- Dr. Ambedkar and Untouchability: Fighting the Indian Caste System
Outside of India, Bhimrao Ramji Ambedkar remains virtually unknown. Everyone knows that Mahatma Gandhi led the fight for Indian independence and that his nonviolent marches inspired Dr. King and the American civil rights movement. Most educated men and women have heard of Nehru and some of the political and literary figures that India has produced in modern times. But few know of the first Untouchable to attend college, who went on to earn advanced degrees in the social sciences and law at Columbia University, the London School of Economics, and Grays Inn, who returned to India in the 1920s to launch a civil rights movement for Untouchables, [End Page 168] who drafted the constitution for the Republic of India as its first law minister, and who led a mass conversion to Buddhism weeks before this death.
Dr. B. R. Ambedkar (1891–1956) is venerated by millions of Buddhist and low-caste followers in India today, and at the same time feared by politicians determined to preserve the Hindu caste system he vowed to destroy. Admirers call him Babasaheb Ambedkar or simply Baba, using a traditional term of respect for a guiding elder, and many use the greeting Jai Bhim (“Victory to Bhimrao”) within the Untouchable communities. Ambedkar is portrayed on ubiquitous wall calendars, public statues, and home altars alongside that of the Buddha, wearing a Western suit and tie, with the horn-rimmed glasses and pocket pens of a scholar and diplomat. Although widely regarded as a bodhisattva or Buddhist saint, he is never pictured in the robes of a holy man or entreated in prayer by his devotees. And while most of his campaigns for Untouchable human rights were driven back by the Hindu nationalists, many of the provisions of his path-breaking legislation were eventually adopted after his death. In the intervening decades, amid deepening polarization over his legacy, the state government of Maharashtra has published eighteen volumes of Ambedkar’s collected works and the government of India has bestowed on him its highest civilian honor, the Bharat Ratna.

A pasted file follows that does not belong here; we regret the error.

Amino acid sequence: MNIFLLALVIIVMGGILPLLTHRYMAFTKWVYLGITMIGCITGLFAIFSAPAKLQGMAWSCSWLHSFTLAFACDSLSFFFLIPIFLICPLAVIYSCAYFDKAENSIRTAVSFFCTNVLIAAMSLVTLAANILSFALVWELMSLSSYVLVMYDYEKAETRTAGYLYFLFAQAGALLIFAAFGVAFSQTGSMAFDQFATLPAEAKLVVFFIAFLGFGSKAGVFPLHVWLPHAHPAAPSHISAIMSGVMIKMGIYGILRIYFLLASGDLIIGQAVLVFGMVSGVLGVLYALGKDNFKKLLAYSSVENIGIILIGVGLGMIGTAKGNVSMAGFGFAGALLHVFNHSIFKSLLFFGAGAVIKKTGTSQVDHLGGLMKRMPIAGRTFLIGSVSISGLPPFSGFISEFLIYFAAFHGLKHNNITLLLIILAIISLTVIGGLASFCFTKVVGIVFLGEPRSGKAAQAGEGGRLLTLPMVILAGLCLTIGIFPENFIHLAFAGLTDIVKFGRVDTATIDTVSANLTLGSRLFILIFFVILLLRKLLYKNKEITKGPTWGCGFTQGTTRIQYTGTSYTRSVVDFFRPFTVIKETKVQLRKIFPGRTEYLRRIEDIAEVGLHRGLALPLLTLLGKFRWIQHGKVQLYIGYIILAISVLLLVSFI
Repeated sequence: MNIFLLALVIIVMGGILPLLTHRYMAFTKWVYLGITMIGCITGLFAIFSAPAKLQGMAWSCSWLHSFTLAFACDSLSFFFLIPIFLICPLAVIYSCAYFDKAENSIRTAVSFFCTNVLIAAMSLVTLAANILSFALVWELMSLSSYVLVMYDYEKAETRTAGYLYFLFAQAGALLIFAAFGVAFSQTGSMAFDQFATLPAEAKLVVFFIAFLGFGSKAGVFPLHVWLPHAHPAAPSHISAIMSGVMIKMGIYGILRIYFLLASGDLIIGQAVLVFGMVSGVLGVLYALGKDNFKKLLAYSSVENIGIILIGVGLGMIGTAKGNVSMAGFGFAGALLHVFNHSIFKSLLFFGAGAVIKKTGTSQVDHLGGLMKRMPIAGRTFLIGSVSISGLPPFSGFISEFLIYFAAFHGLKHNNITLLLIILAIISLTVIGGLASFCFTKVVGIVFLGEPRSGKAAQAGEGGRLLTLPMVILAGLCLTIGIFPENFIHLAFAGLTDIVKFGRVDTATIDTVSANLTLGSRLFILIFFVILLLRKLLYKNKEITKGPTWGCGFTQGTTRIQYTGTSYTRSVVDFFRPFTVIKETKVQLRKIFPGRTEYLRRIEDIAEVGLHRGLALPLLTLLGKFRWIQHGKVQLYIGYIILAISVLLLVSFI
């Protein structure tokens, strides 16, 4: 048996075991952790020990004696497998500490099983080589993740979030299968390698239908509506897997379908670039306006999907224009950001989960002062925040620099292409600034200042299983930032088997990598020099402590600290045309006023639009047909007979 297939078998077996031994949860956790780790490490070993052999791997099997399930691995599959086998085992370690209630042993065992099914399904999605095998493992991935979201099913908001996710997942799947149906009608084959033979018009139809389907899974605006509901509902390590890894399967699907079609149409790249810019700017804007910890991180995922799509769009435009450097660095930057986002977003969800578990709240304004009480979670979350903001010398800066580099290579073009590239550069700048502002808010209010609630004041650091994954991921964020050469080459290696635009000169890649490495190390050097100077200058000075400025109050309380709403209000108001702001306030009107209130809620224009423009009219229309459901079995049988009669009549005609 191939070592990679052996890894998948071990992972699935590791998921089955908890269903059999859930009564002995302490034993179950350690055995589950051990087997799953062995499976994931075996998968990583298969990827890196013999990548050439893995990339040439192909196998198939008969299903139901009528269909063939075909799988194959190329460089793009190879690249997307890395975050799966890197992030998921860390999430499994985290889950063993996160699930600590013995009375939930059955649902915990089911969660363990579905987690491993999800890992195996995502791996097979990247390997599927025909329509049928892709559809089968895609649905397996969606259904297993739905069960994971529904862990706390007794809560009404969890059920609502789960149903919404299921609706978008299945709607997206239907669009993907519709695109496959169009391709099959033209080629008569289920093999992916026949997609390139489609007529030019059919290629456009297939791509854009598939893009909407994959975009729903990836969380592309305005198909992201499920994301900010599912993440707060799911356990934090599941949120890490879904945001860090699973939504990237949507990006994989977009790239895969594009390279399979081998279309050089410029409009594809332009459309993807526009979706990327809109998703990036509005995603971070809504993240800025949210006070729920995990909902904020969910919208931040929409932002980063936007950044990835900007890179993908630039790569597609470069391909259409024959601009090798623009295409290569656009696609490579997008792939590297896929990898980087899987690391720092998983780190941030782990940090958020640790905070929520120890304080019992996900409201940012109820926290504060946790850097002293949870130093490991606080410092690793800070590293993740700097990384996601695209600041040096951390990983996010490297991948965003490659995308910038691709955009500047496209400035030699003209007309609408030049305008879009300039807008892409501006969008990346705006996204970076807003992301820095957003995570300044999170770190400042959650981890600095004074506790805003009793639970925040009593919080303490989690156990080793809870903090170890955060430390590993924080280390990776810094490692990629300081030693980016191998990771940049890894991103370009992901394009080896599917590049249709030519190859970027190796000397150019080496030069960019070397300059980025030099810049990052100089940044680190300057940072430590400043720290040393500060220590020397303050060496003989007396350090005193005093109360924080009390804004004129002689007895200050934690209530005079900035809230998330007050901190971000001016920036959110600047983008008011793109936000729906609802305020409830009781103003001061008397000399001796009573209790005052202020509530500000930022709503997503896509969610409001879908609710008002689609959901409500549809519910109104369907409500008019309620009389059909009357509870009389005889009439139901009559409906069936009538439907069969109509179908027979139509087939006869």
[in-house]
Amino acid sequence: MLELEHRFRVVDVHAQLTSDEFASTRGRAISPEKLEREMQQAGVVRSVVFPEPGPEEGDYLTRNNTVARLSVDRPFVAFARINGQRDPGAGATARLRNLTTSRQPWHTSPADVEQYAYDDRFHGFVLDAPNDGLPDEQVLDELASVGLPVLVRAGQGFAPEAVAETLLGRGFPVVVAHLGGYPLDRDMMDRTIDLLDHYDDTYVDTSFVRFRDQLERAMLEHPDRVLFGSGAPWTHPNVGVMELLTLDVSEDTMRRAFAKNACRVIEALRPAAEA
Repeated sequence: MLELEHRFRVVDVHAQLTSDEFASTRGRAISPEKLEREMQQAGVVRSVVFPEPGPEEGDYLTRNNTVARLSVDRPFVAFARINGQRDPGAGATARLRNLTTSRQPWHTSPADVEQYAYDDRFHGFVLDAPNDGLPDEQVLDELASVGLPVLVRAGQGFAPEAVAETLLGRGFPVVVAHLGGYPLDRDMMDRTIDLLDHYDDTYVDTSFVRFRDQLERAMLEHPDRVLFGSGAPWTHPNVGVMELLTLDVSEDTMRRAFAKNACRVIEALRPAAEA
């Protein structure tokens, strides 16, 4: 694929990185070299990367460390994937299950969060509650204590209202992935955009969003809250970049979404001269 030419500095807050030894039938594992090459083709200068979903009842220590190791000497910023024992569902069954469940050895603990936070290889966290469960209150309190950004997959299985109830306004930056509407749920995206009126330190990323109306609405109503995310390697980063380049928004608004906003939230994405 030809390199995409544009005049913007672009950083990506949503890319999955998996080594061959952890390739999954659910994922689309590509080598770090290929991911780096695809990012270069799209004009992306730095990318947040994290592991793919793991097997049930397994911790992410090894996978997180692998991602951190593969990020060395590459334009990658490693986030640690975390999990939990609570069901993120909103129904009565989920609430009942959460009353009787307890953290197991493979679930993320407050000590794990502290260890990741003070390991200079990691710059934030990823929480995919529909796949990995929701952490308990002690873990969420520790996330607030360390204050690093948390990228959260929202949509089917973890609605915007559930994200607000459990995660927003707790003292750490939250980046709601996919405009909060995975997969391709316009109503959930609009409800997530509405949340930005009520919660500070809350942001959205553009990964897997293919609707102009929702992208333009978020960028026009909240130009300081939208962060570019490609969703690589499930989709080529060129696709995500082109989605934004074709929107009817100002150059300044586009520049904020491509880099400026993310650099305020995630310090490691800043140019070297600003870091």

Given the dearth of Western scholarship on Ambedkar’s place in the history of modern India and the emergence of socially engaged Buddhism, I welcome Chris-tophe Jaffrelot’s Dr. Ambedkar and Untouchability: Fighting the Indian Caste System. As a social scientist and director of the Centre d’Études et de Recherches Internatio-nales (CERI) who has published more than a dozen books on South Asian politics, Jaffrelot is well qualified to assess Ambedkar’s life and thought. Drawing on a wide range of materials on the social reform movements of the nineteenth and twentieth centuries and Ambedkar’s contributions to sociology and politics, the author aims to redress Ambedkar’s neglect by Indian scholars before the 1990s, when the low-caste movement began finally to gain traction. However, he does not address the anomaly of Ambedkar’s neglect by all but a small circle of Western authors.1
The strength of Dr. Ambedkar and Untouchability is its concise analysis of the geographical, political, and social context of Ambedkar’s career. Jaffrelot shows how British recruitment of the Mahars, members of Ambedkar’s lowly but numerous caste, for service in the colonial army resulted in disproportionate levels of literacy. Ambedkar was the fourteenth child in such a military family, whose father held the rank of major and served as a school master for the barracks. Both parents and all of Bhimrao’s uncles could read and write, compared to less than one percent of Mahars in village life. Moreover, in spite of his brilliance and determination, Ambedkar could not have continued his education without the financial support of Maratha maharajahs who opposed the Brahmins’ monopoly in education. “Ambedkar was the heir to a regional tradition; his struggle harked back to the anti-Brahmin movements which emerged in western Maharashtra from the mid-nineteenth century onward, a precocity that only the Dravidian South—the other key area of anti-Brahmin mobilization—could match.”